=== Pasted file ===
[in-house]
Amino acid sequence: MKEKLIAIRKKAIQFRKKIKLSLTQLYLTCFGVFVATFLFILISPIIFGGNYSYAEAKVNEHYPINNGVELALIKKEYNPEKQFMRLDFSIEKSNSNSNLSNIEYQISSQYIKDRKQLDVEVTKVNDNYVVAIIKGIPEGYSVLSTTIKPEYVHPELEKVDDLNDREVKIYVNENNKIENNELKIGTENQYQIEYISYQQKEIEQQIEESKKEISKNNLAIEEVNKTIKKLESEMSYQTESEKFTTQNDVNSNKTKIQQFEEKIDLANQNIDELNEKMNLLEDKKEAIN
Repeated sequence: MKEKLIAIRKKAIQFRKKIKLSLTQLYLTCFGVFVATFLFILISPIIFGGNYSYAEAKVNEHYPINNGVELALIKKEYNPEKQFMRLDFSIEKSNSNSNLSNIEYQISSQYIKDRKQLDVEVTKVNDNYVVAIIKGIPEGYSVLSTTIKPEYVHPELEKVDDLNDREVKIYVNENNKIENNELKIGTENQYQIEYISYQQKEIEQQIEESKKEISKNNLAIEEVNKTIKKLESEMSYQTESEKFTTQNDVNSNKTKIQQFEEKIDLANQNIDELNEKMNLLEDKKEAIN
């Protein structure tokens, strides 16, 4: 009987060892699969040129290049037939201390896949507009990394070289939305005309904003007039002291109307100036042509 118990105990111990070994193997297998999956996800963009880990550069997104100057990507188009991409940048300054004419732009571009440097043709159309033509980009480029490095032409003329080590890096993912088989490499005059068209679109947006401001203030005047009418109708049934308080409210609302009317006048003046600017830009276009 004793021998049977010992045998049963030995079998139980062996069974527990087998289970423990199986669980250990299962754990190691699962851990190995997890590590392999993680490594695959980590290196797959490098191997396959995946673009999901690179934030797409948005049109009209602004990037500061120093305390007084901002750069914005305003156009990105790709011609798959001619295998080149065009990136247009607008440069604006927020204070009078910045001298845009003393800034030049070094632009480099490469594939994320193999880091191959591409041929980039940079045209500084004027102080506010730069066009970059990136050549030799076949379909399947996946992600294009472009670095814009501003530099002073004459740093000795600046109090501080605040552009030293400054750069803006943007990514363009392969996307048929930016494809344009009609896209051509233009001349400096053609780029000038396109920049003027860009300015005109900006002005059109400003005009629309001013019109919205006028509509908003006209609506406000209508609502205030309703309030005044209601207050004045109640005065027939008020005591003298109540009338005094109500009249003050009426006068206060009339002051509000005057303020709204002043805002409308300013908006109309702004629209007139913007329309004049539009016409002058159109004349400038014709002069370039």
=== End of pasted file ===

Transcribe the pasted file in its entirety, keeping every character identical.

[in-house]
Amino acid sequence: MKEKLIAIRKKAIQFRKKIKLSLTQLYLTCFGVFVATFLFILISPIIFGGNYSYAEAKVNEHYPINNGVELALIKKEYNPEKQFMRLDFSIEKSNSNSNLSNIEYQISSQYIKDRKQLDVEVTKVNDNYVVAIIKGIPEGYSVLSTTIKPEYVHPELEKVDDLNDREVKIYVNENNKIENNELKIGTENQYQIEYISYQQKEIEQQIEESKKEISKNNLAIEEVNKTIKKLESEMSYQTESEKFTTQNDVNSNKTKIQQFEEKIDLANQNIDELNEKMNLLEDKKEAIN
Repeated sequence: MKEKLIAIRKKAIQFRKKIKLSLTQLYLTCFGVFVATFLFILISPIIFGGNYSYAEAKVNEHYPINNGVELALIKKEYNPEKQFMRLDFSIEKSNSNSNLSNIEYQISSQYIKDRKQLDVEVTKVNDNYVVAIIKGIPEGYSVLSTTIKPEYVHPELEKVDDLNDREVKIYVNENNKIENNELKIGTENQYQIEYISYQQKEIEQQIEESKKEISKNNLAIEEVNKTIKKLESEMSYQTESEKFTTQNDVNSNKTKIQQFEEKIDLANQNIDELNEKMNLLEDKKEAIN
């Protein structure tokens, strides 16, 4: 009987060892699969040129290049037939201390896949507009990394070289939305005309904003007039002291109307100036042509 118990105990111990070994193997297998999956996800963009880990550069997104100057990507188009991409940048300054004419732009571009440097043709159309033509980009480029490095032409003329080590890096993912088989490499005059068209679109947006401001203030005047009418109708049934308080409210609302009317006048003046600017830009276009 004793021998049977010992045998049963030995079998139980062996069974527990087998289970423990199986669980250990299962754990190691699962851990190995997890590590392999993680490594695959980590290196797959490098191997396959995946673009999901690179934030797409948005049109009209602004990037500061120093305390007084901002750069914005305003156009990105790709011609798959001619295998080149065009990136247009607008440069604006927020204070009078910045001298845009003393800034030049070094632009480099490469594939994320193999880091191959591409041929980039940079045209500084004027102080506010730069066009970059990136050549030799076949379909399947996946992600294009472009670095814009501003530099002073004459740093000795600046109090501080605040552009030293400054750069803006943007990514363009392969996307048929930016494809344009009609896209051509233009001349400096053609780029000038396109920049003027860009300015005109900006002005059109400003005009629309001013019109919205006028509509908003006209609506406000209508609502205030309703309030005044209601207050004045109640005065027939008020005591003298109540009338005094109500009249003050009426006068206060009339002051509000005057303020709204002043805002409308300013908006109309702004629209007139913007329309004049539009016409002058159109004349400038014709002069370039």